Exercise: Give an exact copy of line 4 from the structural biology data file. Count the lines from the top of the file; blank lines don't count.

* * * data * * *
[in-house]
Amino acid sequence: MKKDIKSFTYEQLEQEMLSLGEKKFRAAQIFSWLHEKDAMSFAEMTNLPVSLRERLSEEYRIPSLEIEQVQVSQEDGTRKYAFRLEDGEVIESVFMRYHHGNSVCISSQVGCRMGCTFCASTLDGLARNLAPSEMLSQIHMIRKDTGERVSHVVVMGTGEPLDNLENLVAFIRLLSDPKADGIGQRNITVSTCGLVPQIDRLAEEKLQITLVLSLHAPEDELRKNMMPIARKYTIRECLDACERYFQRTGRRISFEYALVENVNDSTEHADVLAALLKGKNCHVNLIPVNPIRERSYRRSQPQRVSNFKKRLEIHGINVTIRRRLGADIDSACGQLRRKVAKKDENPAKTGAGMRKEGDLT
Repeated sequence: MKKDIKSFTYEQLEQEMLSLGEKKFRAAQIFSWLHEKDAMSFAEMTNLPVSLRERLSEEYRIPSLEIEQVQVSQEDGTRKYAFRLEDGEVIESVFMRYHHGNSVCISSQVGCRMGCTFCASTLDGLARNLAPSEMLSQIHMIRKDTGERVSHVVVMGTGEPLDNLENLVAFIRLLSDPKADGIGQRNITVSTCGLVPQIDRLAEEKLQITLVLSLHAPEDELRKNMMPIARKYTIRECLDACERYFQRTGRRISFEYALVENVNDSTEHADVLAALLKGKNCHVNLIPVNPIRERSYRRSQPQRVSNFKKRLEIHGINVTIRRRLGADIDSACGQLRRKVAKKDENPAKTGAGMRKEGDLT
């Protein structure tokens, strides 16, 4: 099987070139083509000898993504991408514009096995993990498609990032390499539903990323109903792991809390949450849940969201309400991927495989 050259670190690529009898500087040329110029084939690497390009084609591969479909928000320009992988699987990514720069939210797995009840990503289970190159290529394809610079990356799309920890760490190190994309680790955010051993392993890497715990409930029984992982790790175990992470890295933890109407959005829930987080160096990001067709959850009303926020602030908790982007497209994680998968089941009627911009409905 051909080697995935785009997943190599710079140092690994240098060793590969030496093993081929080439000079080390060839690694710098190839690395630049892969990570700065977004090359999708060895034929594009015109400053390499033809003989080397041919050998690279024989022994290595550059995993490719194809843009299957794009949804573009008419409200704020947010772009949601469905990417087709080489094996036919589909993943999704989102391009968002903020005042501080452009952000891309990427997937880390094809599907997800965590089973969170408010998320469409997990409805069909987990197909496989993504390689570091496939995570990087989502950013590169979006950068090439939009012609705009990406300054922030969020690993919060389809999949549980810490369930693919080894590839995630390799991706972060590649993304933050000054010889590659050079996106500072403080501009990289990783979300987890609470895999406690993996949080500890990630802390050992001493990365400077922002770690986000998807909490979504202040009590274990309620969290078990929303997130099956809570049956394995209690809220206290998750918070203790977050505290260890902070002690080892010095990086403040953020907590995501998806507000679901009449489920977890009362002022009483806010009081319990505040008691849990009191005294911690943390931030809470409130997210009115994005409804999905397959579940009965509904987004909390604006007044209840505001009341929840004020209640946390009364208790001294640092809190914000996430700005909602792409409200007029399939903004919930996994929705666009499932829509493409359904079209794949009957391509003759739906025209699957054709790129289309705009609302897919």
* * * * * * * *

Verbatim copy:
């Protein structure tokens, strides 16, 4: 099987070139083509000898993504991408514009096995993990498609990032390499539903990323109903792991809390949450849940969201309400991927495989 050259670190690529009898500087040329110029084939690497390009084609591969479909928000320009992988699987990514720069939210797995009840990503289970190159290529394809610079990356799309920890760490190190994309680790955010051993392993890497715990409930029984992982790790175990992470890295933890109407959005829930987080160096990001067709959850009303926020602030908790982007497209994680998968089941009627911009409905 051909080697995935785009997943190599710079140092690994240098060793590969030496093993081929080439000079080390060839690694710098190839690395630049892969990570700065977004090359999708060895034929594009015109400053390499033809003989080397041919050998690279024989022994290595550059995993490719194809843009299957794009949804573009008419409200704020947010772009949601469905990417087709080489094996036919589909993943999704989102391009968002903020005042501080452009952000891309990427997937880390094809599907997800965590089973969170408010998320469409997990409805069909987990197909496989993504390689570091496939995570990087989502950013590169979006950068090439939009012609705009990406300054922030969020690993919060389809999949549980810490369930693919080894590839995630390799991706972060590649993304933050000054010889590659050079996106500072403080501009990289990783979300987890609470895999406690993996949080500890990630802390050992001493990365400077922002770690986000998807909490979504202040009590274990309620969290078990929303997130099956809570049956394995209690809220206290998750918070203790977050505290260890902070002690080892010095990086403040953020907590995501998806507000679901009449489920977890009362002022009483806010009081319990505040008691849990009191005294911690943390931030809470409130997210009115994005409804999905397959579940009965509904987004909390604006007044209840505001009341929840004020209640946390009364208790001294640092809190914000996430700005909602792409409200007029399939903004919930996994929705666009499932829509493409359904079209794949009957391509003759739906025209699957054709790129289309705009609302897919």